Male hormone replacement including testosterone
The average age of men in the U.S. is projected to rise significantly over the next 25 years. As this happens, there will be a dramatic increase in age-related health problems too, including cancer, strokes, heart disease and hormone deficiency. Although the health risks associated with age-related hormonal decline in women, termed menopause, have been thoroughly addressed, it has now been shown that hormonal changes in the aging male are associated with significant health problems.
Male testosterone and age
There is a progressive decline in testosterone production in men with age. A general rule of thumb is that testosterone levels decrease about 1% yearly after age 30. Despite the fact that it is not as rapid a drop in hormones as women get with menopause, it certainly is just as real. This has been termed male menopause, male climacteric, andropause, or more appropriately, partial androgen deficiency in the aging male (PADAM). Serum testosterone levels in men fall progressively from the third decade to the end of life, mainly due to a decline in the cells in the testis that make the hormone (Leydig cells). This decline may also be due to changes in hormones (GnRH, LH) and proteins (SHBG, albumin) that regulate testosterone production.
The role of testosterone in men
Testosterone affects the function of many organs in the body (Table 1). In the brain, it influences libido or sex drive, male aggression, mood and thinking. Testosterone can improve verbal memory and visual-spatial skills. It as also been shown to decrease fatigue and depression in men with low levels. It is responsible for muscle strength and growth, and stimulates stem cells and blood cells in bones and kidneys. Penile growth, erections, sperm production, and prostatic growth and function all depend on testosterone. It also causes body hair growth, balding, and drives beard growth. Thus, testosterone makes us who we are, and influences how we look.
TABLE 1. TESTOSTERONE EFFECTS IN THE NORMAL MALE
Suppression of clotting factors (II, V, VII), low HDL-cholesterol
Stimulates erythropoietin production which increases blood counts
Linear growth, closure of the epiophyses, increases bone mineral density
Advantages of testosterone replacement therapy
- Better bones: In men with low testosterone levels, testosterone can improve bone mineral density and reduce bone fractures, an effect similar to that found in postmenopausal women on estrogen replacement. Importantly, hip fractures are 2-3 times as likely to kill an older man as a woman of the same age, and 40% of older male patients with hip fractures die within 1 year of the injury.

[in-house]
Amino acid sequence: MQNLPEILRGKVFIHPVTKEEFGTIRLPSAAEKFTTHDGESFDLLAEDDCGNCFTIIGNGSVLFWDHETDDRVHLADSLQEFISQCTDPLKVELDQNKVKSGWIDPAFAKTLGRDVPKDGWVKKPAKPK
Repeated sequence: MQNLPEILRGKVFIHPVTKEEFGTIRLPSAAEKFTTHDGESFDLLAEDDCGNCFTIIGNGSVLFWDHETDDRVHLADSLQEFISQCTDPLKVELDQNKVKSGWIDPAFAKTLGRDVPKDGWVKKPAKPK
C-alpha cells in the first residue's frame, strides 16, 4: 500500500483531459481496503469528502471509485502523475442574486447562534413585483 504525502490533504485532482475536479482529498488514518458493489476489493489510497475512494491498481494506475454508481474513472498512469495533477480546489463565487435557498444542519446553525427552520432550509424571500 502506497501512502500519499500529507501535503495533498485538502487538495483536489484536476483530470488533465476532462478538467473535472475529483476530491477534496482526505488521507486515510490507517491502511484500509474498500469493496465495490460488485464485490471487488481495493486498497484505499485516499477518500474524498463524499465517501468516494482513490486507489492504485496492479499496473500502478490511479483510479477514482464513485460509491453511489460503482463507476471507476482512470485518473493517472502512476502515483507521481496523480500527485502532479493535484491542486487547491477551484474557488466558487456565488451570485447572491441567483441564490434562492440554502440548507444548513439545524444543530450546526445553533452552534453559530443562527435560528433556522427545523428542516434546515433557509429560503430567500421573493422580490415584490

- Leaner body: Testosterone results in increases in lean body mass, possibly strength and can decrease fat mass. By stimulating erythropoietin, testosterone increases blood counts. It appears to improve lipid profiles and dilates blood vessels in the heart but no data has yet shown that it reduces heart attacks or strokes. It appears not to alter LDL or total cholesterol levels. In recent work, it has been shown that men with chronically low testosterone levels have 2-3 fold higher risk of developing metabolic syndrome and have up to a 40% greater risk of death than men with normal testosterone levels.
- Better sexual health: Sexual function also improves with testosterone. Most studies agree that sexual drive is improved by testosterone. Penile erections may be improved with testosterone, but only in men with low testosterone levels. Important, isolated low testosterone is an unusual (6%) cause of erectile problems in older men as lower sex drive and age-related changes to the penis are far more common.
Low testosterone symptoms and diagnosis
To make an accurate diagnosis of low testosterone, symptoms or findings must accompany a blood draw showing a low testosterone level. This combination makes treatment worthwhile to pursue. Symptoms include decreased sexual desire and erectile dysfunction, changes in mood associated with fatigue, depression and anger, and decreases in memory and spatial orientation ability. On examination, there may be decreased lean body mass with reduced muscle volume and strength, and increases in abdominal girth. Decreased or thinning of facial and chest hair and skin alterations such as increases in facial wrinkling and pale-appearing skin suggestive of anemia may also be noted. Testicles that have become smaller or softer may also be present. Finally, low bone mineral density with osteopenia or osteoporosis may also suggest a problem.